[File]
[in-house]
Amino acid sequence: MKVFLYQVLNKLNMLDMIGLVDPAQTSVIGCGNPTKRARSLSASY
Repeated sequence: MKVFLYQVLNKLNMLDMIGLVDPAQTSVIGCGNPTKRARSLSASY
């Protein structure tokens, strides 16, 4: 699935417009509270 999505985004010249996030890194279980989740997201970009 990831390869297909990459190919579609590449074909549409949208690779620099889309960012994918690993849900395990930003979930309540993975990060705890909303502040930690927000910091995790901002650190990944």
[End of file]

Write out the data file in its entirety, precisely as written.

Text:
[in-house]
Amino acid sequence: MKVFLYQVLNKLNMLDMIGLVDPAQTSVIGCGNPTKRARSLSASY
Repeated sequence: MKVFLYQVLNKLNMLDMIGLVDPAQTSVIGCGNPTKRARSLSASY
């Protein structure tokens, strides 16, 4: 699935417009509270 999505985004010249996030890194279980989740997201970009 990831390869297909990459190919579609590449074909549409949208690779620099889309960012994918690993849900395990930003979930309540993975990060705890909303502040930690927000910091995790901002650190990944």